Depending how you define your waste of time. :)

You would have to reinstall win7. At least I haven't heard of a way to switch to gpt without losing the data on the disk.

Also, it will make things easier if you use BIOS boot and not EFI boot, even though you have efi board. The combination win7 + ubuntu + efi + gpt still has lots of hiccups it seems.

I have no idea how you would tell windows to create the disk as gpt. Very easy way is with the ubuntu cd in live mode, in terminal just do:
sudo parted /dev/sda

Once in the parted prompt:
mklabel gpt

That creates new blank gpt table, deleting all data of course!!!!

Now, if using gpt it is important to create one small 1MB partition for grub2 that has NO filesystem. It's important not to create any filesystem on it, just leave it. So, on the parted prompt it would be like:
unit MiB (change unit to mebibyte)
mkpart primary 1 2

That will create the partition with start/end 1MB/2MB on the disk. You can list the partitions with:

If the partition was created correctly, you need to set the bios_grub flag on it. Something like:
set 1 bios_grub on

That will set the bios_grub flag to ON on partition #1.

From there on you can continue with parted creating the ntfs partition for win7 too, or start the installation with the win7 dvd. If you create a ntfs partition in advance, you save one primary partition because in that case win7 doesn't create the small 100MB system reserved partition.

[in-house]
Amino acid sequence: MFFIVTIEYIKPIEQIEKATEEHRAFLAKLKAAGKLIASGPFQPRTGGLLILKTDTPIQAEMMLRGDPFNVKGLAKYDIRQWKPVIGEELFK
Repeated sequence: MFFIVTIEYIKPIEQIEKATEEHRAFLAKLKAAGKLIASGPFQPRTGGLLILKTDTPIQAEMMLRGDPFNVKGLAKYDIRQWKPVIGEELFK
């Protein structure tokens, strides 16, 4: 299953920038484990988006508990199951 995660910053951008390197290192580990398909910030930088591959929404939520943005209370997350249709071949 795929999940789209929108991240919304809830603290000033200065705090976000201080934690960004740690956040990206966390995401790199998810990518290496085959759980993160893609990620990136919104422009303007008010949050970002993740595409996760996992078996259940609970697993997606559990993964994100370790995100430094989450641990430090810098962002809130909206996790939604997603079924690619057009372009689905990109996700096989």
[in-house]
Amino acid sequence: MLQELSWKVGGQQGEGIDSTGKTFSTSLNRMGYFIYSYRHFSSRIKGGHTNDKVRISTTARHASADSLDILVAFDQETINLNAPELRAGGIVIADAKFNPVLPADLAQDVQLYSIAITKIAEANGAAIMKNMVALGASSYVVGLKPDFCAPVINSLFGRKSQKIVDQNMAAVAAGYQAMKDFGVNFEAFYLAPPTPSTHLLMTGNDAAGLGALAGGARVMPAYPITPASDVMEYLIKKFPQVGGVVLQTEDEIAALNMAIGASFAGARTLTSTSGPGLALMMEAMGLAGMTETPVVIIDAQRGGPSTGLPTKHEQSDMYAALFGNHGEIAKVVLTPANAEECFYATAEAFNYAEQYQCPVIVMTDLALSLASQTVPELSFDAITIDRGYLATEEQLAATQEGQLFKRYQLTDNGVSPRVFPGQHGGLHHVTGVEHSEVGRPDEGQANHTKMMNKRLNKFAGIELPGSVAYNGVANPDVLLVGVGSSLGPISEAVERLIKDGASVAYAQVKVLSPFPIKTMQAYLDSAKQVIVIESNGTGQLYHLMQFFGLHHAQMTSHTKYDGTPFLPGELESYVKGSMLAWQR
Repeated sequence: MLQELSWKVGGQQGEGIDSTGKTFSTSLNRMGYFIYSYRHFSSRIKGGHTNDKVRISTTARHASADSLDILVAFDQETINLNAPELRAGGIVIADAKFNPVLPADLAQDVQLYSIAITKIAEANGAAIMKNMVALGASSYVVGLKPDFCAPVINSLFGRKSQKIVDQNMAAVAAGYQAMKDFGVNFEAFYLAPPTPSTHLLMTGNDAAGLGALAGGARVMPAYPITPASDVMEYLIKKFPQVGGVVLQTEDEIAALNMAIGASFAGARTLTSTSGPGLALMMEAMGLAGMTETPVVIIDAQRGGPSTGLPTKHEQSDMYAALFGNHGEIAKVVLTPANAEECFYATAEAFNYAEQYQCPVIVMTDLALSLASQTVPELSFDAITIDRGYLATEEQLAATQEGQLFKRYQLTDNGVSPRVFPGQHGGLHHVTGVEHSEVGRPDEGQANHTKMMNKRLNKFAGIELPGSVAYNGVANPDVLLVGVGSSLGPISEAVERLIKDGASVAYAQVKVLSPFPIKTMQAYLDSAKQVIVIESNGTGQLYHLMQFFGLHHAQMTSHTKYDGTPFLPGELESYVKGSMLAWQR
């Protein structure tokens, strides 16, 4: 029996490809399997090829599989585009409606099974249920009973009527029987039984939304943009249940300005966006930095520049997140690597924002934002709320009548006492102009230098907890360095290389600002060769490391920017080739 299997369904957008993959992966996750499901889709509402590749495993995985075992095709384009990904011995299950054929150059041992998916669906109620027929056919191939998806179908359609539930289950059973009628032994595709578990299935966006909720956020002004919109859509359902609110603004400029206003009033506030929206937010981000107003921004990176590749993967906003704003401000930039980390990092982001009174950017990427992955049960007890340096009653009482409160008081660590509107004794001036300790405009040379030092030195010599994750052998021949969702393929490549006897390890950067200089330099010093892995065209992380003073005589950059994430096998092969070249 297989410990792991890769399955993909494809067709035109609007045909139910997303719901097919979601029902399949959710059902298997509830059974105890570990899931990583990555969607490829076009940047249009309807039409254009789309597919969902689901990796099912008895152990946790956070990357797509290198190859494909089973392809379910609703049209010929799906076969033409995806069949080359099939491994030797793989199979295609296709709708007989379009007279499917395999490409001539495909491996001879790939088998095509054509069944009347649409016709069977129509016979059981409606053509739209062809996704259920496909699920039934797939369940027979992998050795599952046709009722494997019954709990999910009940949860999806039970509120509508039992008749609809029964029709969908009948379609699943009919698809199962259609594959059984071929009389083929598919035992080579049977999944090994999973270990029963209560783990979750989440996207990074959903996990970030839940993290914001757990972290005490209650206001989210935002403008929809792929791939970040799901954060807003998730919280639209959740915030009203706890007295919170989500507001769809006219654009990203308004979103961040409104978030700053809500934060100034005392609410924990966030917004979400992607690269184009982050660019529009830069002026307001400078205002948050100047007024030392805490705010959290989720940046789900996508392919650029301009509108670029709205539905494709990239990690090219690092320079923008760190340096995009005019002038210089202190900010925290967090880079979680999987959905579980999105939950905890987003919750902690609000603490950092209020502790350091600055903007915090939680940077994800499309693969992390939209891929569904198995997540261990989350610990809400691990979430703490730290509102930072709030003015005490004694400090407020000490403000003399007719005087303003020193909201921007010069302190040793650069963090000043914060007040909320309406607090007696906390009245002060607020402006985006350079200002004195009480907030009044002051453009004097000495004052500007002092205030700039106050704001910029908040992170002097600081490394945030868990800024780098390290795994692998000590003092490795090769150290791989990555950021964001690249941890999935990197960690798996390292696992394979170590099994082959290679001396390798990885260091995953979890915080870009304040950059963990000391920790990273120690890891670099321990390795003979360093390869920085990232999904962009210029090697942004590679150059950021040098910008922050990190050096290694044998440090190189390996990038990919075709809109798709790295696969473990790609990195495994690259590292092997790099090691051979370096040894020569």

So, you could create ntfs partition like:
mkpart primary ntfs 2 512002

That should create it from 2MiB to 512002MiB in other words exactly 500GiB (note, not 500GB where one GB is 1,000,000,000 Bytes).

That should be it, simply quit parted with:

From there continue installing win7 on the created partition and then ubuntu.

April 2nd, 2012, 04:22 PM
It is my understanding that Windows will only boot from gpt if UEFI not BIOS. Ubuntu will boot from gpt with BIOS (I am using gpt on two drives and a flash drive just to see how it works with BIOS only systems).

Most new desktop systems with Intel i3, i5 or i7 cpus have motherboard with UEFI, not sure about portables.

And Darko is correct, many users are having issues with UEFI and Ubuntu. There were (are) some bugs in the installer or grub2. It actually seems Windows installs to UEFI easier than Ubuntu.

Once I learned to create a bios_grub partition of 1MB, using gpt with BIOS has not been an issue on drives without any Windows.

The Arch site has some good info:


April 9th, 2012, 04:17 PM
Thank you all!

Fixparts did help remove the GPT data, and I was able to install Ubuntu on the unpartitioned half of my drive.

I'm still having issues because now when the machine boots it still isn't seeing grub, for some reason, and still just boots straight into Windows. But that's a different issue. I'll try and work on that a bit before coming back to the forums for help.

Thanks again!

April 9th, 2012, 04:54 PM
Maybe just the part of grub2 that goes to the MBR was not installed. Or it is installed on another disk (if you have more than one), so just try booting from the other disk.

In case you need to reinstall grub2 to the MBR, the procedure is here: